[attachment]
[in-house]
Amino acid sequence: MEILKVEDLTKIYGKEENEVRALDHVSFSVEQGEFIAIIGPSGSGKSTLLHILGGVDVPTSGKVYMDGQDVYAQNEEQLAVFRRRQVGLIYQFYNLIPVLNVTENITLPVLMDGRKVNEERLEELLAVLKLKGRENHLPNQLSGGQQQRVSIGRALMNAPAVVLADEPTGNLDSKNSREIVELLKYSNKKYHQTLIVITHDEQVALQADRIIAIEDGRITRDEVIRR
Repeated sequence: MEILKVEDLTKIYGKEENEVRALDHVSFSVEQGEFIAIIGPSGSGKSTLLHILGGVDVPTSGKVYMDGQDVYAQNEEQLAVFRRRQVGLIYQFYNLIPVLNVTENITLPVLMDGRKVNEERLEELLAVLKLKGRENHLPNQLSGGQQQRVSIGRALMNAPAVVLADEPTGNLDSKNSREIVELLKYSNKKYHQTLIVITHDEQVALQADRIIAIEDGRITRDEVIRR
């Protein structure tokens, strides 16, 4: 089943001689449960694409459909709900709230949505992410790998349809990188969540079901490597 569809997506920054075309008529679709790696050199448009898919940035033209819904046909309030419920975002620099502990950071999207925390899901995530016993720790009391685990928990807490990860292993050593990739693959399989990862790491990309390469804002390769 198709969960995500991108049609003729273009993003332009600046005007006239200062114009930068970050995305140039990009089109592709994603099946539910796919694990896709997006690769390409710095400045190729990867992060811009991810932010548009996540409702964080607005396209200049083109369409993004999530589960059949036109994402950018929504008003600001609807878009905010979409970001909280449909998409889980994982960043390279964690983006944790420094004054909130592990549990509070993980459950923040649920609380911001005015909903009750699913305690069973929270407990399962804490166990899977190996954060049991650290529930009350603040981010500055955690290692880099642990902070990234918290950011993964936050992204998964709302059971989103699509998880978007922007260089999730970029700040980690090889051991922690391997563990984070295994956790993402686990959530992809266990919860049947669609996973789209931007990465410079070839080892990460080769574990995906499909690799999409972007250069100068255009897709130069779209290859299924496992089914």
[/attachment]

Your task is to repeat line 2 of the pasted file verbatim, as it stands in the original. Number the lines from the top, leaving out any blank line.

Amino acid sequence: MEILKVEDLTKIYGKEENEVRALDHVSFSVEQGEFIAIIGPSGSGKSTLLHILGGVDVPTSGKVYMDGQDVYAQNEEQLAVFRRRQVGLIYQFYNLIPVLNVTENITLPVLMDGRKVNEERLEELLAVLKLKGRENHLPNQLSGGQQQRVSIGRALMNAPAVVLADEPTGNLDSKNSREIVELLKYSNKKYHQTLIVITHDEQVALQADRIIAIEDGRITRDEVIRR